What got me, and the rest of the United States to believe in Klinsmann as more than the guy shouting from the bench was his perfectly timed substitution in the quarterfinals against El Salvador. Early in the second half, Klinsmann opted for Eddie Johnson to take the place of Chris Wondolowski, the tournament’s leading goal-scorer. While most of the country looked puzzled, Klinsmann knew he would deliver. It took only 14 seconds after Johnson got on the pitch that he found the back of the net off a cross. The US was not only playing well technically-speaking, but they finally had the flare that was lacking for so long. It was fun to watch, the team have fun with a comfortable 5-1 lead, relaxed and not worried about giving up a goal, Landon Donovan told the opposing fans to “deal with it” at the end with a pair of sunglasses they threw at them. The icing on the winning cake. LA Times writer Kevin Baxter said that he couldn’t blame Klinsmann for running out to the center of the field and shout, “I told you so!” While I would agree with him that he proved he knew what he was doing, though, he’d have to fully convince me by winning the whole competition.

But what came next was probably the defining moment of his two years at the helm of the Yanks was the semifinal against Honduras. Matches against Latin American teams always come with a scrap from the southern side of the continent. But this was the worst that Klinsmann saw with the U.S. Klini slowly went from merely shaking his head, to shock, to the verbal storm hurled at the referee in the 87th minute that resulted in a soccer ball with it’s feelings hurt and Klinsmann leaving the field for the rest of the Gold Cup. While the referee and CONCACAF did not like Klinsmann’s actions, Klinsmann stood up for his team when they were battered around, something that Americans have not seen since Bruce Arena was kicked out for the final in 2005.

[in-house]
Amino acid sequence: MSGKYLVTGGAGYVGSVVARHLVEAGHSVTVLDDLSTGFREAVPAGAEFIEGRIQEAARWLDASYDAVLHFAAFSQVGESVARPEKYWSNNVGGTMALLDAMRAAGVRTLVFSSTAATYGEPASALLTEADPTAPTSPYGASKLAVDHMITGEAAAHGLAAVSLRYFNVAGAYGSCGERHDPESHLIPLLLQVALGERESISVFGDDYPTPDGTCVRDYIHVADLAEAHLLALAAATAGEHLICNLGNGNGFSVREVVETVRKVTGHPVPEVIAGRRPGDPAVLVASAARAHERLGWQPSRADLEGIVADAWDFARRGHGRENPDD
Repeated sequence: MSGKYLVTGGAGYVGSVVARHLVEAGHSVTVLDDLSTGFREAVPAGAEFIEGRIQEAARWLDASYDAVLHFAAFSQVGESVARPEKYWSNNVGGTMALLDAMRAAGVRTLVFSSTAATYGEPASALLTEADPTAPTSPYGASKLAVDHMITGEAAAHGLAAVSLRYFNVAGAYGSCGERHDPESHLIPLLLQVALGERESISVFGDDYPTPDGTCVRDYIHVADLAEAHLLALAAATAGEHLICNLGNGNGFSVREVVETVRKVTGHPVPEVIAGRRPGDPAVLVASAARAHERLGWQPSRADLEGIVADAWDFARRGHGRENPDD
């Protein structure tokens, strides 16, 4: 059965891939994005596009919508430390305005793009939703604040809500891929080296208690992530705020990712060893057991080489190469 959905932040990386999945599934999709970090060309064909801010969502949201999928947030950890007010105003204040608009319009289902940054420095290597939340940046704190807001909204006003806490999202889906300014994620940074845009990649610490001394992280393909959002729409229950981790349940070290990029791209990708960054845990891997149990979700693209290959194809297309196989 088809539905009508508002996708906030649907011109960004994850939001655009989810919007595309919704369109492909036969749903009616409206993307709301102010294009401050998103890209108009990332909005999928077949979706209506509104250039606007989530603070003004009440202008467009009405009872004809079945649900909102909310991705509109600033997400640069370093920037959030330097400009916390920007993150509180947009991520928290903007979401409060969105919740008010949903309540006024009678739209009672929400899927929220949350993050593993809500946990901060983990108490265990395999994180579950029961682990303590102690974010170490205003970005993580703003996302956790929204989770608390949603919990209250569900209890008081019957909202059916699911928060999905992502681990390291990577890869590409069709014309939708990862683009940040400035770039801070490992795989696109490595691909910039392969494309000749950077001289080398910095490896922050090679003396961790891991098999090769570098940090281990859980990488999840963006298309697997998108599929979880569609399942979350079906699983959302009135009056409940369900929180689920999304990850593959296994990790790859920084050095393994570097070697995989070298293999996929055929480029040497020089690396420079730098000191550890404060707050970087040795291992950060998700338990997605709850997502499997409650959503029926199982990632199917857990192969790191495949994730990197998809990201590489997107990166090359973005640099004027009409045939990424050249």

The Gold Cup final had a camera that was purely focused on Klinsmann’s disdain with his spot in the press box. Fans showed off their support of the caged coach with posters, and even t-shirts for their coach. Despite his physical and mental energy trapped behind a glass box in the stands, he was still a part of the game. In stoppage time of the match, Klini sprinted out of the press area to get with his team, no matter how many balls he had to throw or personnel to yell at to get there. While his assistants may get the credit in the record books for coaching the team to the victory in the finals, Klinsmann and everyone else knows it was Klinsmann who guided them there, and on their 11 game winning streak (best ever streak for the US).

Oh, and it came on the eve of his second anniversary of taking over the US squad. Happy anniversary to Der Mann.

There is still work to be done with under one year before the test of all tests: the World Cup. Klinsmann can celebrate the best present he could have going on two years with the team, but another pointy and shiny Gold Cup would be dumped in the trash to make way for an incoming World Cup trophy. The US isn’t in the same class as Spain or Brazil, but for right now, he has put the nation back on top in the region, and I think it’s fair to say that Klinsmann is Der Mann in the US.